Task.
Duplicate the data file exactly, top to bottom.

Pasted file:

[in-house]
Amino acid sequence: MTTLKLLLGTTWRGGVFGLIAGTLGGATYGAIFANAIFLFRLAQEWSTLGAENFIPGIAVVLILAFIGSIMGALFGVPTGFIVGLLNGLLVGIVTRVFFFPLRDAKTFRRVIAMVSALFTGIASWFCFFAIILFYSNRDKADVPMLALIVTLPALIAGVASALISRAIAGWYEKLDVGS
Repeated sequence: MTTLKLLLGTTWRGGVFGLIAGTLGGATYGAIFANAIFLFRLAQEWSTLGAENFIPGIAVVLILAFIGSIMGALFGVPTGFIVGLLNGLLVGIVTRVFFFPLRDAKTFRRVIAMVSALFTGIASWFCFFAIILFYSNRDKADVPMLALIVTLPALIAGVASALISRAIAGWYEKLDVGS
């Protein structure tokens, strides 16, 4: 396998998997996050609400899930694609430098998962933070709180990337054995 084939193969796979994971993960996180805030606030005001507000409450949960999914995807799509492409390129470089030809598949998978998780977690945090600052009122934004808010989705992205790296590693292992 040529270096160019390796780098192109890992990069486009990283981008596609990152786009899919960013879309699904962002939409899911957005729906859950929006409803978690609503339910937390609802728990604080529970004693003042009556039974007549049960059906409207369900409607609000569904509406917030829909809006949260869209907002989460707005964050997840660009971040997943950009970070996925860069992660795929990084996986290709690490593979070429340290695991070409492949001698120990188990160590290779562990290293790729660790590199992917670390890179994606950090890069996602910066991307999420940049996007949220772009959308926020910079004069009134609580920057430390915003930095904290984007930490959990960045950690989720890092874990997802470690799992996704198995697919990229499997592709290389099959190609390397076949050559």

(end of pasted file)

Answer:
[in-house]
Amino acid sequence: MTTLKLLLGTTWRGGVFGLIAGTLGGATYGAIFANAIFLFRLAQEWSTLGAENFIPGIAVVLILAFIGSIMGALFGVPTGFIVGLLNGLLVGIVTRVFFFPLRDAKTFRRVIAMVSALFTGIASWFCFFAIILFYSNRDKADVPMLALIVTLPALIAGVASALISRAIAGWYEKLDVGS
Repeated sequence: MTTLKLLLGTTWRGGVFGLIAGTLGGATYGAIFANAIFLFRLAQEWSTLGAENFIPGIAVVLILAFIGSIMGALFGVPTGFIVGLLNGLLVGIVTRVFFFPLRDAKTFRRVIAMVSALFTGIASWFCFFAIILFYSNRDKADVPMLALIVTLPALIAGVASALISRAIAGWYEKLDVGS
């Protein structure tokens, strides 16, 4: 396998998997996050609400899930694609430098998962933070709180990337054995 084939193969796979994971993960996180805030606030005001507000409450949960999914995807799509492409390129470089030809598949998978998780977690945090600052009122934004808010989705992205790296590693292992 040529270096160019390796780098192109890992990069486009990283981008596609990152786009899919960013879309699904962002939409899911957005729906859950929006409803978690609503339910937390609802728990604080529970004693003042009556039974007549049960059906409207369900409607609000569904509406917030829909809006949260869209907002989460707005964050997840660009971040997943950009970070996925860069992660795929990084996986290709690490593979070429340290695991070409492949001698120990188990160590290779562990290293790729660790590199992917670390890179994606950090890069996602910066991307999420940049996007949220772009959308926020910079004069009134609580920057430390915003930095904290984007930490959990960045950690989720890092874990997802470690799992996704198995697919990229499997592709290389099959190609390397076949050559």